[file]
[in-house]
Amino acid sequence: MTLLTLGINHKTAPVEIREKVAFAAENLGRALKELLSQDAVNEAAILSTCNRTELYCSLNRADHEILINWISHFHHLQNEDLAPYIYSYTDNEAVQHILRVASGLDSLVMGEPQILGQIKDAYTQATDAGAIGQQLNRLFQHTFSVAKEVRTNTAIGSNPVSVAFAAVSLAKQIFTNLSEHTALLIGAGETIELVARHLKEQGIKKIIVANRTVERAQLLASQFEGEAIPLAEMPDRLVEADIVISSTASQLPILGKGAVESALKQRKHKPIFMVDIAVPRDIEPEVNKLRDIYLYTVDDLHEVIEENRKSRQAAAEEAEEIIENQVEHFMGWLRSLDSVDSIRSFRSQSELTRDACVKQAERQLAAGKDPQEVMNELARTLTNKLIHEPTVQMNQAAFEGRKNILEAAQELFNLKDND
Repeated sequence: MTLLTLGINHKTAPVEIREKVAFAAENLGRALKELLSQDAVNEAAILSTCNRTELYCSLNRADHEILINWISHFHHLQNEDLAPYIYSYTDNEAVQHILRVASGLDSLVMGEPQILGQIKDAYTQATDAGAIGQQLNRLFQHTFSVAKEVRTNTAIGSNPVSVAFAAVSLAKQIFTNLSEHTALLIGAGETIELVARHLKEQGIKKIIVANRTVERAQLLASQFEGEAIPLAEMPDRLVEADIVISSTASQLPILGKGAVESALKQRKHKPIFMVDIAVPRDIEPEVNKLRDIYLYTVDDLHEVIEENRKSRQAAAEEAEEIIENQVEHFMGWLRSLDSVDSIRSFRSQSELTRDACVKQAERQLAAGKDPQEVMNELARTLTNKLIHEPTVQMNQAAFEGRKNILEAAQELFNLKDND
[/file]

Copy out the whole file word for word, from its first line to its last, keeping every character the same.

[in-house]
Amino acid sequence: MTLLTLGINHKTAPVEIREKVAFAAENLGRALKELLSQDAVNEAAILSTCNRTELYCSLNRADHEILINWISHFHHLQNEDLAPYIYSYTDNEAVQHILRVASGLDSLVMGEPQILGQIKDAYTQATDAGAIGQQLNRLFQHTFSVAKEVRTNTAIGSNPVSVAFAAVSLAKQIFTNLSEHTALLIGAGETIELVARHLKEQGIKKIIVANRTVERAQLLASQFEGEAIPLAEMPDRLVEADIVISSTASQLPILGKGAVESALKQRKHKPIFMVDIAVPRDIEPEVNKLRDIYLYTVDDLHEVIEENRKSRQAAAEEAEEIIENQVEHFMGWLRSLDSVDSIRSFRSQSELTRDACVKQAERQLAAGKDPQEVMNELARTLTNKLIHEPTVQMNQAAFEGRKNILEAAQELFNLKDND
Repeated sequence: MTLLTLGINHKTAPVEIREKVAFAAENLGRALKELLSQDAVNEAAILSTCNRTELYCSLNRADHEILINWISHFHHLQNEDLAPYIYSYTDNEAVQHILRVASGLDSLVMGEPQILGQIKDAYTQATDAGAIGQQLNRLFQHTFSVAKEVRTNTAIGSNPVSVAFAAVSLAKQIFTNLSEHTALLIGAGETIELVARHLKEQGIKKIIVANRTVERAQLLASQFEGEAIPLAEMPDRLVEADIVISSTASQLPILGKGAVESALKQRKHKPIFMVDIAVPRDIEPEVNKLRDIYLYTVDDLHEVIEENRKSRQAAAEEAEEIIENQVEHFMGWLRSLDSVDSIRSFRSQSELTRDACVKQAERQLAAGKDPQEVMNELARTLTNKLIHEPTVQMNQAAFEGRKNILEAAQELFNLKDND